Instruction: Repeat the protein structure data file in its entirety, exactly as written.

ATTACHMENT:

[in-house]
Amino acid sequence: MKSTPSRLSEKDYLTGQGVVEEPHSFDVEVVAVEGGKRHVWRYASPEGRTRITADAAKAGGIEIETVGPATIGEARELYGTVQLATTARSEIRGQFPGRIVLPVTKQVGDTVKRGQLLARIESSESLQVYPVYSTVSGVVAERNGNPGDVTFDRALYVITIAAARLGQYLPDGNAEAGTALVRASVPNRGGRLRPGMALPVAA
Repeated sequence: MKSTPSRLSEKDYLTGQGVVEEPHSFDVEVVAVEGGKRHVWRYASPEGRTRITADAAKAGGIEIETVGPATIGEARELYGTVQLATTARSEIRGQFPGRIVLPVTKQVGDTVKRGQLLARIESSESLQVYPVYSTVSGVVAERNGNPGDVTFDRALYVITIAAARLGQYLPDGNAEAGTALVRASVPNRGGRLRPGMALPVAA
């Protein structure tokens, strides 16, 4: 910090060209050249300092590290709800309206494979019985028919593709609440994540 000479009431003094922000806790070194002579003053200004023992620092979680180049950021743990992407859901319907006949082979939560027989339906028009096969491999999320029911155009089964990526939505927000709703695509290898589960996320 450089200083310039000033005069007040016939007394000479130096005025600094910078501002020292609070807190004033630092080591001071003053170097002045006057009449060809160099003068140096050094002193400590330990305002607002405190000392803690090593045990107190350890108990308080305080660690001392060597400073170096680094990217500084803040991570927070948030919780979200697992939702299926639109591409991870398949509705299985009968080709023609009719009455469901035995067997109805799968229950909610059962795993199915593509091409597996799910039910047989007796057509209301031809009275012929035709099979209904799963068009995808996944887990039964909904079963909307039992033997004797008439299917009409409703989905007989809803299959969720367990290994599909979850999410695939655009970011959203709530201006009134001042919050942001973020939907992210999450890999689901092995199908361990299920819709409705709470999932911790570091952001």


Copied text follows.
[in-house]
Amino acid sequence: MKSTPSRLSEKDYLTGQGVVEEPHSFDVEVVAVEGGKRHVWRYASPEGRTRITADAAKAGGIEIETVGPATIGEARELYGTVQLATTARSEIRGQFPGRIVLPVTKQVGDTVKRGQLLARIESSESLQVYPVYSTVSGVVAERNGNPGDVTFDRALYVITIAAARLGQYLPDGNAEAGTALVRASVPNRGGRLRPGMALPVAA
Repeated sequence: MKSTPSRLSEKDYLTGQGVVEEPHSFDVEVVAVEGGKRHVWRYASPEGRTRITADAAKAGGIEIETVGPATIGEARELYGTVQLATTARSEIRGQFPGRIVLPVTKQVGDTVKRGQLLARIESSESLQVYPVYSTVSGVVAERNGNPGDVTFDRALYVITIAAARLGQYLPDGNAEAGTALVRASVPNRGGRLRPGMALPVAA
């Protein structure tokens, strides 16, 4: 910090060209050249300092590290709800309206494979019985028919593709609440994540 000479009431003094922000806790070194002579003053200004023992620092979680180049950021743990992407859901319907006949082979939560027989339906028009096969491999999320029911155009089964990526939505927000709703695509290898589960996320 450089200083310039000033005069007040016939007394000479130096005025600094910078501002020292609070807190004033630092080591001071003053170097002045006057009449060809160099003068140096050094002193400590330990305002607002405190000392803690090593045990107190350890108990308080305080660690001392060597400073170096680094990217500084803040991570927070948030919780979200697992939702299926639109591409991870398949509705299985009968080709023609009719009455469901035995067997109805799968229950909610059962795993199915593509091409597996799910039910047989007796057509209301031809009275012929035709099979209904799963068009995808996944887990039964909904079963909307039992033997004797008439299917009409409703989905007989809803299959969720367990290994599909979850999410695939655009970011959203709530201006009134001042919050942001973020939907992210999450890999689901092995199908361990299920819709409705709470999932911790570091952001």